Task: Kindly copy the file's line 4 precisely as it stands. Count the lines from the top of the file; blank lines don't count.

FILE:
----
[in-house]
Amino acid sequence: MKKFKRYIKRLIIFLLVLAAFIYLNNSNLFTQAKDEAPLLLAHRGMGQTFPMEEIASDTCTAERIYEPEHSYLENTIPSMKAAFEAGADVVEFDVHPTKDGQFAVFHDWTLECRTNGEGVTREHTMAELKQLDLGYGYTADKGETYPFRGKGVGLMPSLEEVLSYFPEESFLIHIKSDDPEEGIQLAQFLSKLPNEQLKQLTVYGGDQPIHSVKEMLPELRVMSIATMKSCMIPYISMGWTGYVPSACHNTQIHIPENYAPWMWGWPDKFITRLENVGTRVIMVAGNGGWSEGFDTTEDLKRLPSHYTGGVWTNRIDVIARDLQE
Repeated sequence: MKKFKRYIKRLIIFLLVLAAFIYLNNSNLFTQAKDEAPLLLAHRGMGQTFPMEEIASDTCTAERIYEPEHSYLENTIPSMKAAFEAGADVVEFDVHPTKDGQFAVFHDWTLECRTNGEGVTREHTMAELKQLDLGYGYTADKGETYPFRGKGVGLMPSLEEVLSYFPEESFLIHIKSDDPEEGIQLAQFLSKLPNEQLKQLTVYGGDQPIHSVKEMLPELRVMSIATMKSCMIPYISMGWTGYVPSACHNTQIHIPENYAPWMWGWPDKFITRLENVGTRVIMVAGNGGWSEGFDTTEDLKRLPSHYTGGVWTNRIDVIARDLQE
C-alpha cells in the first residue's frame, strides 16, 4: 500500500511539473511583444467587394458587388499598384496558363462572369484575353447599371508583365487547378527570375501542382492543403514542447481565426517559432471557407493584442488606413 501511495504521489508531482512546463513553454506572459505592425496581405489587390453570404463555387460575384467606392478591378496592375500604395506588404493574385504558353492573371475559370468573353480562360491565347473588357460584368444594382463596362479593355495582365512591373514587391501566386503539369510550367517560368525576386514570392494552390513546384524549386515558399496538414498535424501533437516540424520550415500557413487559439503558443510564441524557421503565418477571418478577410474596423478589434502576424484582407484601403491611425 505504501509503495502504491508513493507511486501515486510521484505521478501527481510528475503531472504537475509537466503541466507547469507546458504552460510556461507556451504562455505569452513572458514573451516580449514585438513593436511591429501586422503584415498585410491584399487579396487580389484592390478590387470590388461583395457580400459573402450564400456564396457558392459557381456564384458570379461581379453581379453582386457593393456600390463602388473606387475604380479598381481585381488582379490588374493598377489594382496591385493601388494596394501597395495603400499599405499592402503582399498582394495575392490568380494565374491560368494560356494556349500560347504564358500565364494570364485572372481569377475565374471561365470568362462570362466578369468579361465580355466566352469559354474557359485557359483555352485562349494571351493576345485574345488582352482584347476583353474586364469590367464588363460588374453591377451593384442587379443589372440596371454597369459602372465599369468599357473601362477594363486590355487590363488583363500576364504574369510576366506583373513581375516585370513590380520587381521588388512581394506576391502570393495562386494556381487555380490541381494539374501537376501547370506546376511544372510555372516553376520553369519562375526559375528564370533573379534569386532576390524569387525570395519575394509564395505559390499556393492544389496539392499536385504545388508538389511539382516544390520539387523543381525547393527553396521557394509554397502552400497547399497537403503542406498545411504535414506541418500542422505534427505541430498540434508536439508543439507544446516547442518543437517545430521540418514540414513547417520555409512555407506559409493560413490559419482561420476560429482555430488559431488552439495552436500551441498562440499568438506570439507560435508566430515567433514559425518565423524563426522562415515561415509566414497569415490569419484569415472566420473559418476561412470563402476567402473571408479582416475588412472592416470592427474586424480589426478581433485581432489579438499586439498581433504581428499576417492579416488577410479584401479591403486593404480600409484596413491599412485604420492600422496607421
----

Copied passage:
C-alpha cells in the first residue's frame, strides 16, 4: 500500500511539473511583444467587394458587388499598384496558363462572369484575353447599371508583365487547378527570375501542382492543403514542447481565426517559432471557407493584442488606413 501511495504521489508531482512546463513553454506572459505592425496581405489587390453570404463555387460575384467606392478591378496592375500604395506588404493574385504558353492573371475559370468573353480562360491565347473588357460584368444594382463596362479593355495582365512591373514587391501566386503539369510550367517560368525576386514570392494552390513546384524549386515558399496538414498535424501533437516540424520550415500557413487559439503558443510564441524557421503565418477571418478577410474596423478589434502576424484582407484601403491611425 505504501509503495502504491508513493507511486501515486510521484505521478501527481510528475503531472504537475509537466503541466507547469507546458504552460510556461507556451504562455505569452513572458514573451516580449514585438513593436511591429501586422503584415498585410491584399487579396487580389484592390478590387470590388461583395457580400459573402450564400456564396457558392459557381456564384458570379461581379453581379453582386457593393456600390463602388473606387475604380479598381481585381488582379490588374493598377489594382496591385493601388494596394501597395495603400499599405499592402503582399498582394495575392490568380494565374491560368494560356494556349500560347504564358500565364494570364485572372481569377475565374471561365470568362462570362466578369468579361465580355466566352469559354474557359485557359483555352485562349494571351493576345485574345488582352482584347476583353474586364469590367464588363460588374453591377451593384442587379443589372440596371454597369459602372465599369468599357473601362477594363486590355487590363488583363500576364504574369510576366506583373513581375516585370513590380520587381521588388512581394506576391502570393495562386494556381487555380490541381494539374501537376501547370506546376511544372510555372516553376520553369519562375526559375528564370533573379534569386532576390524569387525570395519575394509564395505559390499556393492544389496539392499536385504545388508538389511539382516544390520539387523543381525547393527553396521557394509554397502552400497547399497537403503542406498545411504535414506541418500542422505534427505541430498540434508536439508543439507544446516547442518543437517545430521540418514540414513547417520555409512555407506559409493560413490559419482561420476560429482555430488559431488552439495552436500551441498562440499568438506570439507560435508566430515567433514559425518565423524563426522562415515561415509566414497569415490569419484569415472566420473559418476561412470563402476567402473571408479582416475588412472592416470592427474586424480589426478581433485581432489579438499586439498581433504581428499576417492579416488577410479584401479591403486593404480600409484596413491599412485604420492600422496607421